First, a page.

Klobuchar, Bills hold nothing back in fiery debate
Amy Klobuchar and Kurt Bills shared broad smiles and agreed it was hot.
But then the two U.S. Senate candidates took to a Minnesota State Fair stage Thursday in what proved to be a feisty debate during which they agreed on little.
Bills, a Republican state representative from Rosemount, said Klobuchar is a politician, but he is an average American. "This election is really not Republican vs. Democrat anymore, it is America vs. Washington, D.C."
Democrat Klobuchar, ending her first Senate term, fought back, telling her challenger that he has not been an effective state lawmaker: "I'm sorry, Rep. Bills, you haven't passed even one bill that has been signed into law."
The hour-long Minnesota Public Radio debate was in stark contrast to their first encounter, a rural-oriented relatively mild Farmfest forum earlier in August.
Supporters of the two candidates cheered and booed throughout the debate. For the most part, Klobuchar backers arrived early in an effort to get the few seats at the MPR booth after Republicans dominated the background sound during a Wednesday U.S. House debate.
From the beginning, Bills blamed Klobuchar and other Democrats who control the Senate for not passing a federal budget for 1,218 days.
Bills said students in the economics class he teaches do not like what they see in Washington, and not just because politicians are running up a debt.
"I saw they were seeing a great deficit in leadership," he said.
Klobuchar, a former Hennepin County attorney, repeated what has become her campaign theme, her efforts to work with Republicans to get things done. She rattled off Republicans in nearby states with which she has collaborated.
When it comes to the economy, the senator stole a line from Republicans, saying, "It is the private sector that creates jobs."
She said that her efforts include making it easier for small and medium-sized businesses to export their products.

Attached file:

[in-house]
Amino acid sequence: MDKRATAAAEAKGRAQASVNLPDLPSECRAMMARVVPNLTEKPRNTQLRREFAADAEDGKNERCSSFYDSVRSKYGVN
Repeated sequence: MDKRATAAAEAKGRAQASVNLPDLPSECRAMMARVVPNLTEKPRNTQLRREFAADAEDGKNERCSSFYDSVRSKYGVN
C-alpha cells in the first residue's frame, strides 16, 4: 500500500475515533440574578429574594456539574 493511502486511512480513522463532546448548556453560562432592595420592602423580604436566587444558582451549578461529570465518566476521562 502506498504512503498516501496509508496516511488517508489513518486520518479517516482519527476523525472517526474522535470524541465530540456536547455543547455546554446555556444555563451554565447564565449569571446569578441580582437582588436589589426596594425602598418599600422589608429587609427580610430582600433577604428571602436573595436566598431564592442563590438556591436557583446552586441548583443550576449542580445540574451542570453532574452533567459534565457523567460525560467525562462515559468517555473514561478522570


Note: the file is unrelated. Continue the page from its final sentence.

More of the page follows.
Bills' answer to job creation is "get government out of the way."
While Klobuchar called for continuation of tax cuts enacted under President George W. Bush, except for breaks for the rich, Bills said he favors what is known as a "flat tax," which taxpayers "can file basically on an index card."
The senator said the simplified tax probably would give the rich more of a tax break than other Americans.
Klobuchar said that removing the Bush tax cuts on those earning more than $250,000 annually would add $700 billion a year to federal accounts. More than once, she called for a balanced approach to the federal budget, hinting that Bills' approach was more extreme than balanced.
Bills told Klobuchar: "You added $7.4 trillion to the deficit in six years." He said cuts in Medicare would be needed to balance the federal budget.
The incumbent fired back that she voted for a deficit-reduction plan drawn up by a bipartisan commission, the equivalent of a budget.
Bills received some of his biggest cheers when he said American troops should come home from Afghanistan now and the country should shutter many of its foreign bases. When Klobuchar tried to say the Obama administration plans to bring Americans home in 2014, Bills' supporters drowned her out with boos.